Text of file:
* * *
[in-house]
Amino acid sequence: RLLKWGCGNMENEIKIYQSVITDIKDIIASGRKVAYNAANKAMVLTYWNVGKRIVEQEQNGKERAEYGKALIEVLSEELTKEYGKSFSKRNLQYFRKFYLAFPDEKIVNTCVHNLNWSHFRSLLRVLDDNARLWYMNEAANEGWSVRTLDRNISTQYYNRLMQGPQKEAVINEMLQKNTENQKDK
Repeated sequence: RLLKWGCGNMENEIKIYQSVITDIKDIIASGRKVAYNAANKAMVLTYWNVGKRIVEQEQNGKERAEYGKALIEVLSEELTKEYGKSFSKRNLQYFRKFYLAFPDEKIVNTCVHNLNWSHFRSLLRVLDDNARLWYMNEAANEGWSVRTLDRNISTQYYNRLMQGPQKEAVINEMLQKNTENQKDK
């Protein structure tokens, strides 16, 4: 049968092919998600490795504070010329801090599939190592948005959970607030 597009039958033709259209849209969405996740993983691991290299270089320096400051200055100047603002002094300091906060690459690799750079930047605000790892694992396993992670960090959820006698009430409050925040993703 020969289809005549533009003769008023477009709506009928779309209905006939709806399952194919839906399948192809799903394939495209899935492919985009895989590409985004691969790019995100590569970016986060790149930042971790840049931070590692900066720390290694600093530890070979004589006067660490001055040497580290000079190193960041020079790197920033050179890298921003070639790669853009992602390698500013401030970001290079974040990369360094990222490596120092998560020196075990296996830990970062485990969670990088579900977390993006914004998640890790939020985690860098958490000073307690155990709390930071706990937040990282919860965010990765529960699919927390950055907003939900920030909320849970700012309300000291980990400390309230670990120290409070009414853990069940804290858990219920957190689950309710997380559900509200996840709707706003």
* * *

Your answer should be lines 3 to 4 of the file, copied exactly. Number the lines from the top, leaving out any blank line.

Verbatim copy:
Repeated sequence: RLLKWGCGNMENEIKIYQSVITDIKDIIASGRKVAYNAANKAMVLTYWNVGKRIVEQEQNGKERAEYGKALIEVLSEELTKEYGKSFSKRNLQYFRKFYLAFPDEKIVNTCVHNLNWSHFRSLLRVLDDNARLWYMNEAANEGWSVRTLDRNISTQYYNRLMQGPQKEAVINEMLQKNTENQKDK
């Protein structure tokens, strides 16, 4: 049968092919998600490795504070010329801090599939190592948005959970607030 597009039958033709259209849209969405996740993983691991290299270089320096400051200055100047603002002094300091906060690459690799750079930047605000790892694992396993992670960090959820006698009430409050925040993703 020969289809005549533009003769008023477009709506009928779309209905006939709806399952194919839906399948192809799903394939495209899935492919985009895989590409985004691969790019995100590569970016986060790149930042971790840049931070590692900066720390290694600093530890070979004589006067660490001055040497580290000079190193960041020079790197920033050179890298921003070639790669853009992602390698500013401030970001290079974040990369360094990222490596120092998560020196075990296996830990970062485990969670990088579900977390993006914004998640890790939020985690860098958490000073307690155990709390930071706990937040990282919860965010990765529960699919927390950055907003939900920030909320849970700012309300000291980990400390309230670990120290409070009414853990069940804290858990219920957190689950309710997380559900509200996840709707706003």